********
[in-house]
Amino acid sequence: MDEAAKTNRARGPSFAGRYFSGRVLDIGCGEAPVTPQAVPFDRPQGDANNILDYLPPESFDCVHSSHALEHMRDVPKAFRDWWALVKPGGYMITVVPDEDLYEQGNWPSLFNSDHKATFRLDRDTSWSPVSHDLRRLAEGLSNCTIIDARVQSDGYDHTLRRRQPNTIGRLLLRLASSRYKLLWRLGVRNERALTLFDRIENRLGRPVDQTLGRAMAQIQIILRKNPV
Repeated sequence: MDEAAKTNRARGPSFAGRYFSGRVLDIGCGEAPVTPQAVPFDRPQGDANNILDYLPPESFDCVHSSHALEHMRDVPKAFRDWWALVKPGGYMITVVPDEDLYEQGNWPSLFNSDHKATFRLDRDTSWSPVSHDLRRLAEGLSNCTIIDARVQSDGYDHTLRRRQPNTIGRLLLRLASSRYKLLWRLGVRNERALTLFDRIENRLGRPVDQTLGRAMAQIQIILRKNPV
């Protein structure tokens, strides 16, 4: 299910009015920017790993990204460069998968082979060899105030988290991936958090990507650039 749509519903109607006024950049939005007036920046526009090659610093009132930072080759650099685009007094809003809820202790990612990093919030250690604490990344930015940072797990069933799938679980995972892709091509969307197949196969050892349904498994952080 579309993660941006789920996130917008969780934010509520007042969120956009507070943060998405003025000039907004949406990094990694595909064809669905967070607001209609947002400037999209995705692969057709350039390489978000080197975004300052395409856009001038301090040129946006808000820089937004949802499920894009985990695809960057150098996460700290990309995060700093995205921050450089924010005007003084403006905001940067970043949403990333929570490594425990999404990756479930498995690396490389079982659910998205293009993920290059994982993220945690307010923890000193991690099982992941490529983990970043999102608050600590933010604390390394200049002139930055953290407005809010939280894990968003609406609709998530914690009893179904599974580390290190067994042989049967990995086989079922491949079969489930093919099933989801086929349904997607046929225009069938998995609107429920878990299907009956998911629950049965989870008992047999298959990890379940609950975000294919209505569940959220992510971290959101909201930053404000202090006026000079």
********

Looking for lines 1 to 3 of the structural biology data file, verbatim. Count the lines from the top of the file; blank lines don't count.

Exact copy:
[in-house]
Amino acid sequence: MDEAAKTNRARGPSFAGRYFSGRVLDIGCGEAPVTPQAVPFDRPQGDANNILDYLPPESFDCVHSSHALEHMRDVPKAFRDWWALVKPGGYMITVVPDEDLYEQGNWPSLFNSDHKATFRLDRDTSWSPVSHDLRRLAEGLSNCTIIDARVQSDGYDHTLRRRQPNTIGRLLLRLASSRYKLLWRLGVRNERALTLFDRIENRLGRPVDQTLGRAMAQIQIILRKNPV
Repeated sequence: MDEAAKTNRARGPSFAGRYFSGRVLDIGCGEAPVTPQAVPFDRPQGDANNILDYLPPESFDCVHSSHALEHMRDVPKAFRDWWALVKPGGYMITVVPDEDLYEQGNWPSLFNSDHKATFRLDRDTSWSPVSHDLRRLAEGLSNCTIIDARVQSDGYDHTLRRRQPNTIGRLLLRLASSRYKLLWRLGVRNERALTLFDRIENRLGRPVDQTLGRAMAQIQIILRKNPV